Non-pharmacological medical treatment in pediatric epilepsies

Rev Neurol (Paris). 2016 Mar;172(3):182-5. doi: 10.1016/j.neurol.2015.12.009. Epub 2016 Mar 15.


The ketogenic diet is a high-fat, low-protein, low-carbohydrate diet that has been employed as a non-pharmacologic therapy for refractory epilepsy. Several multicenter and two randomized studies have demonstrated the efficacy of the ketogenic diet and the modified Atkins diet for children and adolescent with pharmacoresitant epilepsy. In order to facilitate patient tolerability and palatability, the diet protocols are gradually modified including changes in ratios of the fat versus non-fat components and the initiation of the diet with or without fasting. The modified Atkins diet is now used as an alternative diet. A randomized trial establishing the efficacy of the modified Atkins diet is now available. More recently, the low glycemic index diet seems to be used successfully for pharmacoresistant epilepsy but there are currently only open studies. Looking at the clinical efficacy of dietary treatments, the studies usually report a greater than 50% reduction in seizure frequency in about half of patients at 3 months under diet. Most of the patients who are responders to the ketogenic diet exhibited a decrease in seizure frequency within two months of treatment onset. Efficacy of the ketogenic diet has also been reported for teenager and adult patients. Dietary treatment of epilepsy should not be considered as a last chance treatment. It can be used during the investigation for epilepsy surgery even in case of structural abnormalities. In some epilepsy syndromes such as infantile spasms, myoclonic-astatic epilepsy and refractory status epilepticus, an early use seems helpful. The exact underlying mechanisms are unknown and remain a topic of active research.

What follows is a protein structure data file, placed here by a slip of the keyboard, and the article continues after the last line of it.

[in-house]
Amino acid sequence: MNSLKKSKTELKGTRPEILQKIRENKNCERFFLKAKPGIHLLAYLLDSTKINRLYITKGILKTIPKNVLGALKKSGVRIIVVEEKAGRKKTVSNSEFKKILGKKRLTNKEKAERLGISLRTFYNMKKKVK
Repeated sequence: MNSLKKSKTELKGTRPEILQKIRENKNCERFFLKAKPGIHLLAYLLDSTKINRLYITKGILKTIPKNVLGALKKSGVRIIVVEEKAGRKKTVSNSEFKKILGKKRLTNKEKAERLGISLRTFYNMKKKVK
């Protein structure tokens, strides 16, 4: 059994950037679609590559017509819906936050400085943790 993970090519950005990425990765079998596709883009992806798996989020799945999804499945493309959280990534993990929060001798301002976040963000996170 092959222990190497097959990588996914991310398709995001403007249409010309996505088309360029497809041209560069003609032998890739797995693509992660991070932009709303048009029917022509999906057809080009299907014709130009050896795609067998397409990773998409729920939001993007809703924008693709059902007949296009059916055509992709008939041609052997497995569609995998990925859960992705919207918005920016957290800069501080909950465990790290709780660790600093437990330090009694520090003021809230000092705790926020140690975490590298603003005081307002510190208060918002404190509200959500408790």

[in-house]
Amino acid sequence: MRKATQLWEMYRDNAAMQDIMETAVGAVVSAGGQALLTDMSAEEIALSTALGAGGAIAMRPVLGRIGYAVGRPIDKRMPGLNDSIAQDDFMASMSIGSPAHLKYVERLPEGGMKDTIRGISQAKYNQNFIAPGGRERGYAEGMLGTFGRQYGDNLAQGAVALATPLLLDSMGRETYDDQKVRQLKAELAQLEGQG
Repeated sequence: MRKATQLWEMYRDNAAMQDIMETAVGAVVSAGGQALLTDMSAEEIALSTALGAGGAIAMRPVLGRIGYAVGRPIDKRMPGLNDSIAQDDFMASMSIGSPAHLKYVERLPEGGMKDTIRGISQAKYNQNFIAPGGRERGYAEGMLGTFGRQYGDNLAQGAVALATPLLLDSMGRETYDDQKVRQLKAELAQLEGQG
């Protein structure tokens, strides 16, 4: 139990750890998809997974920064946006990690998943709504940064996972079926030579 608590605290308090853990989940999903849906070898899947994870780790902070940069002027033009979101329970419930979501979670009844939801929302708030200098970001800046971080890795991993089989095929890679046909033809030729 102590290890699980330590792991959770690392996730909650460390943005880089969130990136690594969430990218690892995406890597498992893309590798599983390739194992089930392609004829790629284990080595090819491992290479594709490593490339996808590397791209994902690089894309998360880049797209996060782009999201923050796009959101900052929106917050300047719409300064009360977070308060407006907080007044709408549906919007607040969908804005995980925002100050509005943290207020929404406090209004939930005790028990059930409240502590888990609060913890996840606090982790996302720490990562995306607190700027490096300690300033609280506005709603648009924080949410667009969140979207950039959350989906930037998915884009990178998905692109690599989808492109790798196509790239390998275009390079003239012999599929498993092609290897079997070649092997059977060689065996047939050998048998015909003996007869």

Keywords: Epilepsy; Ketogenic diet; Modified Atkins diet.

Publication types

  • Review

MeSH terms

  • Adolescent
  • Child
  • Child, Preschool
  • Diet, Carbohydrate-Restricted
  • Diet, Ketogenic / adverse effects
  • Diet, Ketogenic / methods*
  • Epilepsy / diet therapy*
  • Humans
  • Infant
  • Infant, Newborn
  • Pediatrics / methods
  • Randomized Controlled Trials as Topic